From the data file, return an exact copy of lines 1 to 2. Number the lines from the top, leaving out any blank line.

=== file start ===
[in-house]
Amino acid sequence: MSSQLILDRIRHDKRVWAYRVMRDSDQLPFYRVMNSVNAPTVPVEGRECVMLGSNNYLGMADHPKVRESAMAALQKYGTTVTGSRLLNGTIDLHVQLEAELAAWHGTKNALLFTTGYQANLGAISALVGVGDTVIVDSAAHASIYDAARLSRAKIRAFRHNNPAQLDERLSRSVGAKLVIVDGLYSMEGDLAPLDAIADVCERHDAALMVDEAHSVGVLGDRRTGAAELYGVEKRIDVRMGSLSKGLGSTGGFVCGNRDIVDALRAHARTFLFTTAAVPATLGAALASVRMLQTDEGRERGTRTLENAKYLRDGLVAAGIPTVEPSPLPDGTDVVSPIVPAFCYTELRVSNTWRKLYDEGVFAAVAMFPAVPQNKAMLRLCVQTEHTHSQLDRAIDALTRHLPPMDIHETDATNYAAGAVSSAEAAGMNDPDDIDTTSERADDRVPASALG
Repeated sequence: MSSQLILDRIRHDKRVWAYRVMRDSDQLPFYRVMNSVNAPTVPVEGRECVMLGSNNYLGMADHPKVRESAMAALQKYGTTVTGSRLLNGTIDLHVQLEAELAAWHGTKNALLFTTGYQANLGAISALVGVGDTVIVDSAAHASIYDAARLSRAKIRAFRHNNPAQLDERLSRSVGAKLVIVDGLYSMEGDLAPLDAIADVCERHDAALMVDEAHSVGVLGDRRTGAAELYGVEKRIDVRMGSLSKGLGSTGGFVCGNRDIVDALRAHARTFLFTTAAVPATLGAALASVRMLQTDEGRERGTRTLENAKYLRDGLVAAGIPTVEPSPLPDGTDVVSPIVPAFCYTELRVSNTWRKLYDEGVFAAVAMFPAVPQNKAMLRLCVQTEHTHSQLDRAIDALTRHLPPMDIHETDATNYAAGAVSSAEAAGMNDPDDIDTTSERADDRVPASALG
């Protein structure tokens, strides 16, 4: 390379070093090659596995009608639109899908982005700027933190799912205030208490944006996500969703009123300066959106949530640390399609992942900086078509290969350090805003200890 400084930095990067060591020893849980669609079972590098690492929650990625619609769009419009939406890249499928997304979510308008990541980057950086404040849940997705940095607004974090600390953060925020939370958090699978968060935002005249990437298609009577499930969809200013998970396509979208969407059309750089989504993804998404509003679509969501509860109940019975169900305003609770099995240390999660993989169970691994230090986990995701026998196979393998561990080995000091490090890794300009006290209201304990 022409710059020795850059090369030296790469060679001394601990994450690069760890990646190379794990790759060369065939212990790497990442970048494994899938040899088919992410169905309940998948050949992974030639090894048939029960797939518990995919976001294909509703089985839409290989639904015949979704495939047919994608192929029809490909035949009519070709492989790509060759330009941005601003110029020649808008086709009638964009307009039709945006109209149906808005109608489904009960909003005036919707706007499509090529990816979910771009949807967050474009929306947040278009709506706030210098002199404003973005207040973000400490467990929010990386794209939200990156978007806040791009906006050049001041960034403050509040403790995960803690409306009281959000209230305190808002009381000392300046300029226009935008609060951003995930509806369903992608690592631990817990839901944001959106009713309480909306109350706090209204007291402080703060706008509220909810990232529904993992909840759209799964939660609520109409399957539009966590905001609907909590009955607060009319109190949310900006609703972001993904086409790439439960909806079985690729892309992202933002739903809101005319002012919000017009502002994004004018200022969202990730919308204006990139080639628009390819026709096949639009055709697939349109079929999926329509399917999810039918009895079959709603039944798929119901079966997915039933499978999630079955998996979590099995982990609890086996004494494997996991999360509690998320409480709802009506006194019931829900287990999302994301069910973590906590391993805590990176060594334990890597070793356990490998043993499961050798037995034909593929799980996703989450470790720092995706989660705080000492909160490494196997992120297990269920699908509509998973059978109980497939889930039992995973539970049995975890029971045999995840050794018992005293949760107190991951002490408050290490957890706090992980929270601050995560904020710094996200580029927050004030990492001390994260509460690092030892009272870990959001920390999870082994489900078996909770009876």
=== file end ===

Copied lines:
[in-house]
Amino acid sequence: MSSQLILDRIRHDKRVWAYRVMRDSDQLPFYRVMNSVNAPTVPVEGRECVMLGSNNYLGMADHPKVRESAMAALQKYGTTVTGSRLLNGTIDLHVQLEAELAAWHGTKNALLFTTGYQANLGAISALVGVGDTVIVDSAAHASIYDAARLSRAKIRAFRHNNPAQLDERLSRSVGAKLVIVDGLYSMEGDLAPLDAIADVCERHDAALMVDEAHSVGVLGDRRTGAAELYGVEKRIDVRMGSLSKGLGSTGGFVCGNRDIVDALRAHARTFLFTTAAVPATLGAALASVRMLQTDEGRERGTRTLENAKYLRDGLVAAGIPTVEPSPLPDGTDVVSPIVPAFCYTELRVSNTWRKLYDEGVFAAVAMFPAVPQNKAMLRLCVQTEHTHSQLDRAIDALTRHLPPMDIHETDATNYAAGAVSSAEAAGMNDPDDIDTTSERADDRVPASALG